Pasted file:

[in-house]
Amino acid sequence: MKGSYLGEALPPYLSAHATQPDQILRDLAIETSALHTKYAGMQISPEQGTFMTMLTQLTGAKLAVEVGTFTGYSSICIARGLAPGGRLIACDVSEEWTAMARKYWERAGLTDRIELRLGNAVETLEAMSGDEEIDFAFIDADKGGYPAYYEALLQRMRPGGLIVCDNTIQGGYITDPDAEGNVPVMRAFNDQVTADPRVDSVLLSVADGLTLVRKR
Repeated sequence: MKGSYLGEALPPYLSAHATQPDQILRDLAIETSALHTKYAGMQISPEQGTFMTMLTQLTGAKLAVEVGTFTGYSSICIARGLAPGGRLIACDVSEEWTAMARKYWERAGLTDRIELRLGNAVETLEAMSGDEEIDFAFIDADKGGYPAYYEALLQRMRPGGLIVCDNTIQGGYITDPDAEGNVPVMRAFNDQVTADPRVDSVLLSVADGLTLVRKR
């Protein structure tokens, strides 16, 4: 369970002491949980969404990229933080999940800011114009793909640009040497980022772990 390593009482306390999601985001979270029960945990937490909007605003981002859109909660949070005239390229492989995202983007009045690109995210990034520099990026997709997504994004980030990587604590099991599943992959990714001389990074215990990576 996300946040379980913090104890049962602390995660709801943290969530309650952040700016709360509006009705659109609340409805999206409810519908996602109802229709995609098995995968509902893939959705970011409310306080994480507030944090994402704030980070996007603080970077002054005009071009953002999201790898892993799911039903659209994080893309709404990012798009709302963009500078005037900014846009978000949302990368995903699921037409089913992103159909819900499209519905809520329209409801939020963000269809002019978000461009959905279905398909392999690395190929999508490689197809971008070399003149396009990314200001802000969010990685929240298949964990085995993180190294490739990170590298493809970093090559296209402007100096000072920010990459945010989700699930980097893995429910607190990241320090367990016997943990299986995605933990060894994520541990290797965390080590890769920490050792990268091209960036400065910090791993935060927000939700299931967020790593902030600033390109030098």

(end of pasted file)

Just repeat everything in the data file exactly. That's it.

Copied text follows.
[in-house]
Amino acid sequence: MKGSYLGEALPPYLSAHATQPDQILRDLAIETSALHTKYAGMQISPEQGTFMTMLTQLTGAKLAVEVGTFTGYSSICIARGLAPGGRLIACDVSEEWTAMARKYWERAGLTDRIELRLGNAVETLEAMSGDEEIDFAFIDADKGGYPAYYEALLQRMRPGGLIVCDNTIQGGYITDPDAEGNVPVMRAFNDQVTADPRVDSVLLSVADGLTLVRKR
Repeated sequence: MKGSYLGEALPPYLSAHATQPDQILRDLAIETSALHTKYAGMQISPEQGTFMTMLTQLTGAKLAVEVGTFTGYSSICIARGLAPGGRLIACDVSEEWTAMARKYWERAGLTDRIELRLGNAVETLEAMSGDEEIDFAFIDADKGGYPAYYEALLQRMRPGGLIVCDNTIQGGYITDPDAEGNVPVMRAFNDQVTADPRVDSVLLSVADGLTLVRKR
């Protein structure tokens, strides 16, 4: 369970002491949980969404990229933080999940800011114009793909640009040497980022772990 390593009482306390999601985001979270029960945990937490909007605003981002859109909660949070005239390229492989995202983007009045690109995210990034520099990026997709997504994004980030990587604590099991599943992959990714001389990074215990990576 996300946040379980913090104890049962602390995660709801943290969530309650952040700016709360509006009705659109609340409805999206409810519908996602109802229709995609098995995968509902893939959705970011409310306080994480507030944090994402704030980070996007603080970077002054005009071009953002999201790898892993799911039903659209994080893309709404990012798009709302963009500078005037900014846009978000949302990368995903699921037409089913992103159909819900499209519905809520329209409801939020963000269809002019978000461009959905279905398909392999690395190929999508490689197809971008070399003149396009990314200001802000969010990685929240298949964990085995993180190294490739990170590298493809970093090559296209402007100096000072920010990459945010989700699930980097893995429910607190990241320090367990016997943990299986995605933990060894994520541990290797965390080590890769920490050792990268091209960036400065910090791993935060927000939700299931967020790593902030600033390109030098």